Don Berwick is an inspirational figure in the field I am currently employed in and was hand-picked by President Obama to introduce the reform of the American healthcare system so villainously and stupidly opposed by right wing America. ‘To Isaiah’ is the commencement address to the graduating class at Harvard University medical school. That sounds dull. It really isn’t.
There are three quotes in Don Berwick’s address that have particularly struck me. The first is by Antoine de Saint-Exupery:
“To become a man is to be responsible; to be ashamed of miseries that you did not cause.”I am deeply ashamed – mortified to the point of anger by the on-going widening inequality between the rich and the poor in this country. I feel helpless with barely controlled rage when smarmy Dave Cameron and his equally clueless toffee-arsed chums bleat on about how they understand that life is hard for ‘hard-working families’ but ‘we’re all in this together’. I find it shameful to be living in a country where job centre managers are being given suicide prevention training because of the numbers of desperate people they are seeing each day. It hounds me to the core.
The second quote is from the late Senator Hubert Humphrey:
“The moral test of government is how it treats people in the dawn of life, the children, in the twilight of life, the aged, and in the shadows of life, the sick, the needy, and the handicapped.”So, how are we doing on this? How are the people living in the shadows? I tweeted recently how thousands of people are being denied disability living allowance under tough new governmental rules – and how, hypocritically, millionaire David Cameron and his wife Samantha claimed DLA themselves when their disabled son, Ivan, was alive.
I felt sorry for David Cameron when Ivan died. But I wonder what kind of bereaved father would wilfully turn the screw on parents who are going through the same experience of living with a disabled child.
Let’s be clear – the austerity cuts, the assault on the NHS, the denial of basic services to the community and particularly to the poor and needy are only ideological. They stem from a Tory conviction that the rich should not have to ‘subsidise’ the poor, that you are not your brother’s keeper, that if your neighbour only has one cloak you should take it from him if he owes you money, that compassion is only due to those you consider ‘deserving’, that the market is the divine authority and that the poor will always be with us so why bother trying to change things.
A remark on Twitter caught my eye today – on forming a government the Conservative’s priority was dismantling a working NHS. The rotten-to-the-core irredeemably corrupt banking system, which has yet again been exposed for the criminal racket it really was, attracted no attention. Bankers caused the global economic crisis that has been handily used as cover for the undermining, underfunding and destruction of the welfare state infrastructure. Have bankers been punished? Have they even been investigated?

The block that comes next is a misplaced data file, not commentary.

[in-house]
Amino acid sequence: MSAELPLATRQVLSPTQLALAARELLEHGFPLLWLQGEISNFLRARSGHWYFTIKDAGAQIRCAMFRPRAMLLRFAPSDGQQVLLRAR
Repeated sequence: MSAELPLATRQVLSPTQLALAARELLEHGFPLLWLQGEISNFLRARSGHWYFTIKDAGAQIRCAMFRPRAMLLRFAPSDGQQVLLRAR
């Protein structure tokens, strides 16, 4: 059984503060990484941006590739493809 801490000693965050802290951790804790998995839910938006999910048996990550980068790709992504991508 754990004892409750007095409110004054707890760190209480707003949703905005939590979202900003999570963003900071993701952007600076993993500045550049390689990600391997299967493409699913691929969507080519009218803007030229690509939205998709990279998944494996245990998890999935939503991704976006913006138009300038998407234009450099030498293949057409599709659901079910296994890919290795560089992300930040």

There was an alternative to austerity – close the tax loopholes that allowed huge thieving companies like Goldman Sachs and Vodafone to pay less tax than the average corner shop. Deals were cut between HMRC and the accountants in those companies that were as unscrupulous as anything the traders at Barclay’s have been up to recently. Did the Tory government act when these came to light? Well, you know the answer to that.
And that gives the lie to the necessity of the austerity cuts. That gives the lie to the necessity of further impoverishing the disabled, the blind, the ill and the poor. That emphasises how these swindlers and conmen in government are in cahoots with the conmen and swindlers in the city and how the deliberate removal of what amount to a pitiful percentage of government expenditure, but means everything to the needy, is motivated by nothing more than an ideological, implacable hatred of ‘scroungers’ and ‘spongers’ by the wealthy.
This has happened by carefully and calculatingly distracting people. Firstly by the mythical debt that we had to pay off – although nobody I have ever asked could tell me exactly who this debt was owed to. Then by the righteous anger directed at the rioters, most of whom were uneducated dumbass kids from the worst of London’s sink estates. Then, by the wickedness perpetrated by journalists, although once that crept close to the government’s door it has been far less of a soapbox issue for politicians. And then by the Jubilympics, the endless stream of Union Jack tat, and the artificial excitement encouraged by a government led by a man who wanted everyone outside at street parties rather than paying attention to what was going on.
All this has happened in a haze of denial – encouraged by the incessant variation of a common theme: Keep Calm and Carry On. This ubiquitous message, to be quiet and shoulder the burden and just get through to the sunny lands promised on the other side of the long, hard, trek to freedom, is a meme that keeps coming back, and very convenient it is too. It appeals to the British stoicism, the ‘mustn’t grumble’ brigade, the ‘it’ll turn out alright in the end’ wishful thinkers.
But, no! We shouldn’t keep calm and carry on. We should get angry and change things.
This thought-train started by reading ‘To Isaiah’ (although much of it had been brewing for a while). I want to end with an original line from Dr Don Berwick that I found irresistibly prophetic:
“A nation that fails to attend to the needs of those less fortunate among us risks its soul.”Where is our soul?